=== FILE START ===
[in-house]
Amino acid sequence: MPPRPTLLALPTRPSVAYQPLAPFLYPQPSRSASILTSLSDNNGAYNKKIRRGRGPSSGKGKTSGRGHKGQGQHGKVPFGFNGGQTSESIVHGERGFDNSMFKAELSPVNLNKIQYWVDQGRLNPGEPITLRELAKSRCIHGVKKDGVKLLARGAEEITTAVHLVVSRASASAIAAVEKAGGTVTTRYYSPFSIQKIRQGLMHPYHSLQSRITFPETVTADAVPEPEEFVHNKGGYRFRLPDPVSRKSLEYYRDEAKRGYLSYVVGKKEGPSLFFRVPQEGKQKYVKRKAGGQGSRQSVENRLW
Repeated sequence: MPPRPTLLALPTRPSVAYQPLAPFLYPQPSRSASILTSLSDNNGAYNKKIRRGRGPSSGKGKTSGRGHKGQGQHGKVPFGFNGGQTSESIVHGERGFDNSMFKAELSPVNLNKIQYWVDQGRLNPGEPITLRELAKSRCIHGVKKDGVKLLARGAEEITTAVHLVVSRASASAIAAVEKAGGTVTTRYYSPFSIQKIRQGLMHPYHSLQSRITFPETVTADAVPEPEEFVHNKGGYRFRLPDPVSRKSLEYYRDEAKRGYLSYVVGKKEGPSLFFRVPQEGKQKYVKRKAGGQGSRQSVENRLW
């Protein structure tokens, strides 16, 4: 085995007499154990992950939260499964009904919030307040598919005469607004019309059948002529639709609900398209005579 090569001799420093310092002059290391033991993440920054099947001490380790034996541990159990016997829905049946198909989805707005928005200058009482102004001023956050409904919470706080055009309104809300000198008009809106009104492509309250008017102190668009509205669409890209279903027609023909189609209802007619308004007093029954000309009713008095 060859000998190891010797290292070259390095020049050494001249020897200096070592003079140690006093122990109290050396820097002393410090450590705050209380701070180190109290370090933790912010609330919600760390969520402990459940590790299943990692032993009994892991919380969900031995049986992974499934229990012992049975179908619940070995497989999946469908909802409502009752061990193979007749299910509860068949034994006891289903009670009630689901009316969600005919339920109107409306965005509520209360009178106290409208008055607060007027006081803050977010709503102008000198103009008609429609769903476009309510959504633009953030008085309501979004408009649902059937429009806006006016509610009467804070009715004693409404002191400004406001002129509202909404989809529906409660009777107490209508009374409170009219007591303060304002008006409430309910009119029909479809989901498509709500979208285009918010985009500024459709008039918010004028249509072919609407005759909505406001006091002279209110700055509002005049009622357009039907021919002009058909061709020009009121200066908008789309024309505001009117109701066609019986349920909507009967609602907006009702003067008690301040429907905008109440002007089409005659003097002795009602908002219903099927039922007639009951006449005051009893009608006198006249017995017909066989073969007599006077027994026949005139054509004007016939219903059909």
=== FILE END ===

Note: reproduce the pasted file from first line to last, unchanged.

[in-house]
Amino acid sequence: MPPRPTLLALPTRPSVAYQPLAPFLYPQPSRSASILTSLSDNNGAYNKKIRRGRGPSSGKGKTSGRGHKGQGQHGKVPFGFNGGQTSESIVHGERGFDNSMFKAELSPVNLNKIQYWVDQGRLNPGEPITLRELAKSRCIHGVKKDGVKLLARGAEEITTAVHLVVSRASASAIAAVEKAGGTVTTRYYSPFSIQKIRQGLMHPYHSLQSRITFPETVTADAVPEPEEFVHNKGGYRFRLPDPVSRKSLEYYRDEAKRGYLSYVVGKKEGPSLFFRVPQEGKQKYVKRKAGGQGSRQSVENRLW
Repeated sequence: MPPRPTLLALPTRPSVAYQPLAPFLYPQPSRSASILTSLSDNNGAYNKKIRRGRGPSSGKGKTSGRGHKGQGQHGKVPFGFNGGQTSESIVHGERGFDNSMFKAELSPVNLNKIQYWVDQGRLNPGEPITLRELAKSRCIHGVKKDGVKLLARGAEEITTAVHLVVSRASASAIAAVEKAGGTVTTRYYSPFSIQKIRQGLMHPYHSLQSRITFPETVTADAVPEPEEFVHNKGGYRFRLPDPVSRKSLEYYRDEAKRGYLSYVVGKKEGPSLFFRVPQEGKQKYVKRKAGGQGSRQSVENRLW
């Protein structure tokens, strides 16, 4: 085995007499154990992950939260499964009904919030307040598919005469607004019309059948002529639709609900398209005579 090569001799420093310092002059290391033991993440920054099947001490380790034996541990159990016997829905049946198909989805707005928005200058009482102004001023956050409904919470706080055009309104809300000198008009809106009104492509309250008017102190668009509205669409890209279903027609023909189609209802007619308004007093029954000309009713008095 060859000998190891010797290292070259390095020049050494001249020897200096070592003079140690006093122990109290050396820097002393410090450590705050209380701070180190109290370090933790912010609330919600760390969520402990459940590790299943990692032993009994892991919380969900031995049986992974499934229990012992049975179908619940070995497989999946469908909802409502009752061990193979007749299910509860068949034994006891289903009670009630689901009316969600005919339920109107409306965005509520209360009178106290409208008055607060007027006081803050977010709503102008000198103009008609429609769903476009309510959504633009953030008085309501979004408009649902059937429009806006006016509610009467804070009715004693409404002191400004406001002129509202909404989809529906409660009777107490209508009374409170009219007591303060304002008006409430309910009119029909479809989901498509709500979208285009918010985009500024459709008039918010004028249509072919609407005759909505406001006091002279209110700055509002005049009622357009039907021919002009058909061709020009009121200066908008789309024309505001009117109701066609019986349920909507009967609602907006009702003067008690301040429907905008109440002007089409005659003097002795009602908002219903099927039922007639009951006449005051009893009608006198006249017995017909066989073969007599006077027994026949005139054509004007016939219903059909």